Richard was all grown up!  I hadn’t seen him in four years.  He looked great, and he had a nice big hug for me.  I introduced him to my son, Chris.   I told Richard he would probably be angry with me, but that I had let his mother know where he was.  He said, “My mother and I get along fine.  I live with my Grandma.  She and I had the argument.  My mother remarried and lives up north [end of town.] She has a few step-children now, so there isn’t any room in the house for me.”

I said, “Well Richard…your grandmother is from a totally different generation.  It might take her a little longer to come around.”  I asked Richard if he was sharing the apartment with his partner and whether or not his partner had a job.  He told me his partner was looking for work.  I also asked if he had food in his apartment, because I was prepared to take him grocery shopping as well.  He assured me there was food in their apartment.  He told me he had just paid rent, was a little short, and need the money for gas to get to school.  I handed him the twenty and told him I would always help him if I could.  I made it clear it was a loan and that I couldn’t always help with money.  He assured me he would return the money when he had it.

As my son and I drove home, I mentioned that I felt a little manipulated because Richard had initially led me to believe he had the argument with his mother.  At least, I had assumed the argument was with his mother and he did nothing to correct the assumption until we were face to face.  I let the feeling go, because Richard needed the money to put gas in his car to get to school.

The next morning as I was having my coffee and scanning Facebook I said aloud, “Well I’ll be damned!”

My husband asked, “What?”

“It seems the former student who borrowed the $20.00 for gas in his car to get to school yesterday is headed to California with his partner!”

“Not on the $20.00 you gave him!”  My husband replied.

I felt bamboozled…cheated!  I was lied to and used!  I felt as if my kindness was abused.  I trusted this young man, and he took advantage of me.  He had never ever given me reason to mistrust him in the past!  Shame on him if he ever asked anything of me again.  An apology would be nice.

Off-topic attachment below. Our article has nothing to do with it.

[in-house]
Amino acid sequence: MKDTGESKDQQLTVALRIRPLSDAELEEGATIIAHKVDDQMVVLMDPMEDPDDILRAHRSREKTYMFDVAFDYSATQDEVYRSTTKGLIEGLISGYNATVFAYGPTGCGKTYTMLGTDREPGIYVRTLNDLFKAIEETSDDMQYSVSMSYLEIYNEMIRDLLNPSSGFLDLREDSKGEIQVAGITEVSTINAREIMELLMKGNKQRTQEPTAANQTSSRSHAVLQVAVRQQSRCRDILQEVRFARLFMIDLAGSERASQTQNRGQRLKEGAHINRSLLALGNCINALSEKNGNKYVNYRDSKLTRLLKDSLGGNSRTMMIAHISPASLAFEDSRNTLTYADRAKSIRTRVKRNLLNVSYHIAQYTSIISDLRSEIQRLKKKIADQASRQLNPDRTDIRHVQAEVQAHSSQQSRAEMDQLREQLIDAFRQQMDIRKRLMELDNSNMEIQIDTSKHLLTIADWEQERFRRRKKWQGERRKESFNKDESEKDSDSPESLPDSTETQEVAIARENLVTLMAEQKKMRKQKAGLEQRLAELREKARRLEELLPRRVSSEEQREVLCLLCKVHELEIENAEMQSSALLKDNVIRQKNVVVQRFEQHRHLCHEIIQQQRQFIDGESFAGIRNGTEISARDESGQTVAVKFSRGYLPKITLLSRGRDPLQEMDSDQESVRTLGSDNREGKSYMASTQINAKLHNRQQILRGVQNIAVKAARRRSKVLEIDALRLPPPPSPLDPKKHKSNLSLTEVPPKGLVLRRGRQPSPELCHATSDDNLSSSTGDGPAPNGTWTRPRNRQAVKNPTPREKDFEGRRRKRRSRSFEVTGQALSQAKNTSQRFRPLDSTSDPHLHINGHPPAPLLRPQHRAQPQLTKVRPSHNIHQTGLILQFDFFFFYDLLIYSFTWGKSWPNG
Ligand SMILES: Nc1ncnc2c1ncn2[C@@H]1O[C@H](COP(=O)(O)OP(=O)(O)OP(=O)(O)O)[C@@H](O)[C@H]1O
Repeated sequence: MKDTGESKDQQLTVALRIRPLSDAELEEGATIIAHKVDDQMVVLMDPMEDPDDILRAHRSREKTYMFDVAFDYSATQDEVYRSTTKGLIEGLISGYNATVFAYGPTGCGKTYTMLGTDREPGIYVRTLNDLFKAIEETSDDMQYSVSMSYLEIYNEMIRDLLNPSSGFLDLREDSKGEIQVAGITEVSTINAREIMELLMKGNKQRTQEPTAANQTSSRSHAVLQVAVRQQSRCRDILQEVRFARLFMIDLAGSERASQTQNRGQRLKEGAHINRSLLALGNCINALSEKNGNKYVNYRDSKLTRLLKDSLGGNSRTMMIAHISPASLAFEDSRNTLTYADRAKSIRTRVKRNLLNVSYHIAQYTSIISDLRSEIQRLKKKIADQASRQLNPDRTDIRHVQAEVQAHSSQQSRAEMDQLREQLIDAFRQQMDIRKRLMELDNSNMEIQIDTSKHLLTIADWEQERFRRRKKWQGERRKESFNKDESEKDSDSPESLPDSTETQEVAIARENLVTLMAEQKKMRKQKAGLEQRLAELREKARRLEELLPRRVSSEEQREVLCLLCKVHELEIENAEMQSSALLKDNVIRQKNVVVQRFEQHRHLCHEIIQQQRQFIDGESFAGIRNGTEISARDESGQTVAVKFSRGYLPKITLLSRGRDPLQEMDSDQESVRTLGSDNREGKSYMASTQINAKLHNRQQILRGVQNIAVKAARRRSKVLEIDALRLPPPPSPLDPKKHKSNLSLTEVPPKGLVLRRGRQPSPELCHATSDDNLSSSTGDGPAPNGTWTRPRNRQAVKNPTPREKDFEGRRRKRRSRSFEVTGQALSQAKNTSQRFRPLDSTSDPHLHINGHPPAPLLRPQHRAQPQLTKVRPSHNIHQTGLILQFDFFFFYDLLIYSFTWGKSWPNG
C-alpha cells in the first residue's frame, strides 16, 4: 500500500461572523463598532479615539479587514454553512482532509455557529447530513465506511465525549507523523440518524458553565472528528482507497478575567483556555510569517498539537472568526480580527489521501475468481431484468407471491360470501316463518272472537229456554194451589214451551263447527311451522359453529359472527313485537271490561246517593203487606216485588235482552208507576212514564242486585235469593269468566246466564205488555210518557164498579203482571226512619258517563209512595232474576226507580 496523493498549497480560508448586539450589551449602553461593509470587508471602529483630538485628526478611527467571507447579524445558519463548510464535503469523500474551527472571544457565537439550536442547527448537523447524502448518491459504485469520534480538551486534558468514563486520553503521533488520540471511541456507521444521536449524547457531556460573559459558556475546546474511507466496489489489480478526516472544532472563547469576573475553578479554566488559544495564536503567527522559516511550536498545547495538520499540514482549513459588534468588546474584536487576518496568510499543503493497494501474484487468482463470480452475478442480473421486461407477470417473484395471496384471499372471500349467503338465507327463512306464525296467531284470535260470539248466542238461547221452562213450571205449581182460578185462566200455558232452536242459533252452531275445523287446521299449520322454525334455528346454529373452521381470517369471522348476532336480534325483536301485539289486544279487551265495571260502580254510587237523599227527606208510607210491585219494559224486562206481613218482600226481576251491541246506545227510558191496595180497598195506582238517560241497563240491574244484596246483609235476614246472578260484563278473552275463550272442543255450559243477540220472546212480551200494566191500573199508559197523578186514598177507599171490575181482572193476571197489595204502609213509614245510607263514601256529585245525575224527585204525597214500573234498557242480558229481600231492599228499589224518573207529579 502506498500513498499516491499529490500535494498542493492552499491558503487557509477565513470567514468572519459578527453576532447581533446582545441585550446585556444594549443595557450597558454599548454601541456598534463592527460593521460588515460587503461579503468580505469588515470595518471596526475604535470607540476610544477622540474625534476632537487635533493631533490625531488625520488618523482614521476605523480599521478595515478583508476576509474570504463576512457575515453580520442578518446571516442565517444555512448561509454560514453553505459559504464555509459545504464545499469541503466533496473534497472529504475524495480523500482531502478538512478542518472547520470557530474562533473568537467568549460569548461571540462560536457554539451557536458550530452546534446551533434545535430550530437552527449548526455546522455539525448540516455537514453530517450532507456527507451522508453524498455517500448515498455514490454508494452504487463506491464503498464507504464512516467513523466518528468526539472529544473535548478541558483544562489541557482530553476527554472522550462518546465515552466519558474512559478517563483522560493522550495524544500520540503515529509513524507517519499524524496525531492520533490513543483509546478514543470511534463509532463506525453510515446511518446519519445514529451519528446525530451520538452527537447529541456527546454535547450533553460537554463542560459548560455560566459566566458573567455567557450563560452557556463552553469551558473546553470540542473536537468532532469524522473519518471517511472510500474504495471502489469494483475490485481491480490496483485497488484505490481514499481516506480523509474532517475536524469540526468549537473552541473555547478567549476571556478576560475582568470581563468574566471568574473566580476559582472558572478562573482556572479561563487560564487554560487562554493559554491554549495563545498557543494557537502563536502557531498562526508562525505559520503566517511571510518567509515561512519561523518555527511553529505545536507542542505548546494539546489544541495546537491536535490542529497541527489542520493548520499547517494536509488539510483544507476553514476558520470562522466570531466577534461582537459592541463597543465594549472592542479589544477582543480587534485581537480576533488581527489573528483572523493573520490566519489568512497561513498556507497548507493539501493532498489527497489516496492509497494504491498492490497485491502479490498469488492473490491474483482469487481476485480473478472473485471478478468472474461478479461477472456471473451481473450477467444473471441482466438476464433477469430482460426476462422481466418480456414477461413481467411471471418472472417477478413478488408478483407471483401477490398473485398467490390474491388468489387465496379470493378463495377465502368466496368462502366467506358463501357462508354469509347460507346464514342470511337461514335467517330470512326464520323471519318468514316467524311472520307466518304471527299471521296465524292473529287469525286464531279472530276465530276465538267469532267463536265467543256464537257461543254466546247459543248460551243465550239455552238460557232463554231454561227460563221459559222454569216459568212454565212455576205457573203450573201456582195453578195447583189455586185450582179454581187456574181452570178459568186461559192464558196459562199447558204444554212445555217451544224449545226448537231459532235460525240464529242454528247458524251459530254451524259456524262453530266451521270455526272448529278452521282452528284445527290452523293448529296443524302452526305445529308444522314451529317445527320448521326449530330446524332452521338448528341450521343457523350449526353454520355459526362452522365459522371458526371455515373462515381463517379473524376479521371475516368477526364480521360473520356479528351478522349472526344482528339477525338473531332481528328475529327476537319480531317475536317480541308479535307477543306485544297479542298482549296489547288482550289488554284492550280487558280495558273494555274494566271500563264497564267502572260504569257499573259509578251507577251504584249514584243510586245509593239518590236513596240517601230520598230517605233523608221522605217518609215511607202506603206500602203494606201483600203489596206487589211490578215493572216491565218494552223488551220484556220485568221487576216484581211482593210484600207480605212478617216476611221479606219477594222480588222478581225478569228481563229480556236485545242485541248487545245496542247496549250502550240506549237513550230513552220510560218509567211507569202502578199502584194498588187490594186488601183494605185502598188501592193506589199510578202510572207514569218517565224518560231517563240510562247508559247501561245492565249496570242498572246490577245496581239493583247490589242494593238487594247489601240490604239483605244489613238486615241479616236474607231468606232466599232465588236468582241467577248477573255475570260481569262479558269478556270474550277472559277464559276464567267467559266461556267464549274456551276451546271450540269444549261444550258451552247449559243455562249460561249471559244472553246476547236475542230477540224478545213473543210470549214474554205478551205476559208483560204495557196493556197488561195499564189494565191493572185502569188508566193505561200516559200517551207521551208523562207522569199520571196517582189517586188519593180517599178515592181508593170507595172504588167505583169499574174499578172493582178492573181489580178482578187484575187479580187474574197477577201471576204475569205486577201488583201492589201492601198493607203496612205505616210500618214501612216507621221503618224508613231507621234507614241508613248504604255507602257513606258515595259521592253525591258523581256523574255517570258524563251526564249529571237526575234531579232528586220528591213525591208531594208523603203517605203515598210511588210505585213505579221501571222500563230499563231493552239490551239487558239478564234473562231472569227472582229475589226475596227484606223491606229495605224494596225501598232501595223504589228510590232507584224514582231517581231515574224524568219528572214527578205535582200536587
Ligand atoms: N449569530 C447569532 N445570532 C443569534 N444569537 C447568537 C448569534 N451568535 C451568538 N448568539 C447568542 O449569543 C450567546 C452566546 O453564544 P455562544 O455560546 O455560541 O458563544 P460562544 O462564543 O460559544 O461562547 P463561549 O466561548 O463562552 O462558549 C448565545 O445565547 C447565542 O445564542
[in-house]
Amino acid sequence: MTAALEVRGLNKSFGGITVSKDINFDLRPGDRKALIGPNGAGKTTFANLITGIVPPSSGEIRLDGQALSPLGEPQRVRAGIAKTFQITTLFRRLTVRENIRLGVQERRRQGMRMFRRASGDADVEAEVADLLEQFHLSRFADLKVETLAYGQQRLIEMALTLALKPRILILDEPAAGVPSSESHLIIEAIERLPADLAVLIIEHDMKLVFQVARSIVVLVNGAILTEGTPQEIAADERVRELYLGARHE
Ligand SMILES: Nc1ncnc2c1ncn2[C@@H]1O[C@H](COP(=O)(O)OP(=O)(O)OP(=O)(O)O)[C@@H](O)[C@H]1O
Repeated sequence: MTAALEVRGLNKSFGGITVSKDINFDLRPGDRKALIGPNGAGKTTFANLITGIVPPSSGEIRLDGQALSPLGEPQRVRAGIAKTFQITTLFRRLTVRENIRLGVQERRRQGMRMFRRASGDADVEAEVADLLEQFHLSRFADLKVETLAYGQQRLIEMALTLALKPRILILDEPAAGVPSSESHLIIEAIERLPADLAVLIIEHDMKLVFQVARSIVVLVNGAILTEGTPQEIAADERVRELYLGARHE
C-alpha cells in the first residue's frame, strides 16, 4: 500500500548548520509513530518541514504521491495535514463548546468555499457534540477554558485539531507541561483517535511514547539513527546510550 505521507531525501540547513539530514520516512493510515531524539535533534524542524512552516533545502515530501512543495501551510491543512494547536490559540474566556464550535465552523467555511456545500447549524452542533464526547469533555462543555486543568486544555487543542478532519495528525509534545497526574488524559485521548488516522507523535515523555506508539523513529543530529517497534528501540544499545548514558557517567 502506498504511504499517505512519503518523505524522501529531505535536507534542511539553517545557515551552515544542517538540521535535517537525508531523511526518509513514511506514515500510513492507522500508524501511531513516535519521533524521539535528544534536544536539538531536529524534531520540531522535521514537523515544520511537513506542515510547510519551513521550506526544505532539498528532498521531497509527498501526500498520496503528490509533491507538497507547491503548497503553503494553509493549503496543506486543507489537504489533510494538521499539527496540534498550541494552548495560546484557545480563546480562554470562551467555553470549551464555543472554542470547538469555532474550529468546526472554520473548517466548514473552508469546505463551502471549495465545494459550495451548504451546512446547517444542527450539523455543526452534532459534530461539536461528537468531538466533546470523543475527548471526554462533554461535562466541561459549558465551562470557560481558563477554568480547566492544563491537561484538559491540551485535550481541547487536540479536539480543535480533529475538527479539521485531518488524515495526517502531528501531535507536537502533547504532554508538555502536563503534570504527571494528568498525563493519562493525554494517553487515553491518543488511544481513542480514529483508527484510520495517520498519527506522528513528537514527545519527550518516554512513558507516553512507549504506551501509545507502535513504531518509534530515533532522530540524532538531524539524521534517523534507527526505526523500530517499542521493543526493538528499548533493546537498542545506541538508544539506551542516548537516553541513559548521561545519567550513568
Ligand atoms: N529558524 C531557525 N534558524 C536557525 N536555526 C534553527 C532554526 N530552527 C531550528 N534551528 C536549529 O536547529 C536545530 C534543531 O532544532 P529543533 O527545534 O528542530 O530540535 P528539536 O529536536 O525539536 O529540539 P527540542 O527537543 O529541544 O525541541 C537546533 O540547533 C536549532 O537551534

This reminded me of an incident with the wife of an old friend from my husband’s past.  The wife had called asking to borrow money.  Several years ago, she called my husband to inform him of the death of her husband.  He was my husband’s very good friend while they were on active duty.  They had borrowed money in the past and always repaid it.  My husband hesitated, but I encouraged him to go ahead and loan her the money.  After all, she and her husband had never before given him reason to mistrust them. My husband had also borrowed money from them in the past, and Gary always repaid what he owed.   Once Gary sent her a check, she seemed to fall off the face of the Earth.  It just goes to show that no good deed goes unpunished!

These feelings passed quickly.  I am not one to hold a grudge.  I know that at 18 years of age an individual becomes legally responsible for themselves; however, that doesn’t mean that at 18 an individual is all grown up.  At eighteen, most kids are still that…kids and kids will do dumb things.

A few days afterward, I learned via Facebook that Richard was home, back in school, and living with his mother.  At least, I assumed he was living with his mother.  There was no mention of the partner other than Richard’s heart was broken.  So, it was a good learning experience for both of us!

I am a generous person.  I will help a person in need again if I am able.  If I am able, I will help because “In spite of everything I still believe that people are really good at heart.”  Anne Frank.

I guess I am an easy mark…

Here is my card for this week; a new catalog sneak peak!

Swirley Bird-1When I saw this stamp set and thinlits die in the new Annual Catalog last month at On Stage, I knew I HAD to have it.  I think it is adorable!  The only things you can get right now to make this card are the Mint Macaroon,  Whisper White, and vellum card stock along with the rhinestones, triple banner punch,  and hand held stapler.  You will have to wait for the rest!  🙂  In case you are wondering, the sentiment is stamped on a piece of 1″ wide vellum card stock.  The dotted image is stamped directly underneath onto the Whisper White.

Well, I hope you enjoyed your visit here today.  Until next time…

Happy Stamping!





One thought on “An Easy Mark

  1. The card is cute…reminds me of the birds nest in my wreath….. As for being taken…. Happens to the best of us…..yeah, it sucks but chalk it up to trying to do the right thing!